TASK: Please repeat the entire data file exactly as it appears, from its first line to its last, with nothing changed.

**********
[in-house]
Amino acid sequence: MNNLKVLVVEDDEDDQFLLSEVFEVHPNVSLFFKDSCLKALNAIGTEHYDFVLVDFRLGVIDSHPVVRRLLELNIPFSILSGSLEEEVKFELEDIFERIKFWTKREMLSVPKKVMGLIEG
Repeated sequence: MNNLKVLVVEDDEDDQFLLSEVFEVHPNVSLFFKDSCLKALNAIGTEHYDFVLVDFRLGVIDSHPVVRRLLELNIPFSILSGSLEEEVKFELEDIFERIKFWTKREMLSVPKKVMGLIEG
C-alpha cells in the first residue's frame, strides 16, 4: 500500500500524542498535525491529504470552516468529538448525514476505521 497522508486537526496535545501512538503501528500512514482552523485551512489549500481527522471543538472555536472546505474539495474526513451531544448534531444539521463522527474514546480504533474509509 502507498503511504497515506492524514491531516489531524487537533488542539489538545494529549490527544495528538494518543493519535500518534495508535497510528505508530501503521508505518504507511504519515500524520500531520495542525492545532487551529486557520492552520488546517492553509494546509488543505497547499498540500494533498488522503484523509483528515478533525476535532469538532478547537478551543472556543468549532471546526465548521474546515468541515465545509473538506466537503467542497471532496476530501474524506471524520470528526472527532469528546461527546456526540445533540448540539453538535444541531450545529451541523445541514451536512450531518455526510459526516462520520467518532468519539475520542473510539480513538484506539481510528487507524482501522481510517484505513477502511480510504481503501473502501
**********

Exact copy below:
[in-house]
Amino acid sequence: MNNLKVLVVEDDEDDQFLLSEVFEVHPNVSLFFKDSCLKALNAIGTEHYDFVLVDFRLGVIDSHPVVRRLLELNIPFSILSGSLEEEVKFELEDIFERIKFWTKREMLSVPKKVMGLIEG
Repeated sequence: MNNLKVLVVEDDEDDQFLLSEVFEVHPNVSLFFKDSCLKALNAIGTEHYDFVLVDFRLGVIDSHPVVRRLLELNIPFSILSGSLEEEVKFELEDIFERIKFWTKREMLSVPKKVMGLIEG
C-alpha cells in the first residue's frame, strides 16, 4: 500500500500524542498535525491529504470552516468529538448525514476505521 497522508486537526496535545501512538503501528500512514482552523485551512489549500481527522471543538472555536472546505474539495474526513451531544448534531444539521463522527474514546480504533474509509 502507498503511504497515506492524514491531516489531524487537533488542539489538545494529549490527544495528538494518543493519535500518534495508535497510528505508530501503521508505518504507511504519515500524520500531520495542525492545532487551529486557520492552520488546517492553509494546509488543505497547499498540500494533498488522503484523509483528515478533525476535532469538532478547537478551543472556543468549532471546526465548521474546515468541515465545509473538506466537503467542497471532496476530501474524506471524520470528526472527532469528546461527546456526540445533540448540539453538535444541531450545529451541523445541514451536512450531518455526510459526516462520520467518532468519539475520542473510539480513538484506539481510528487507524482501522481510517484505513477502511480510504481503501473502501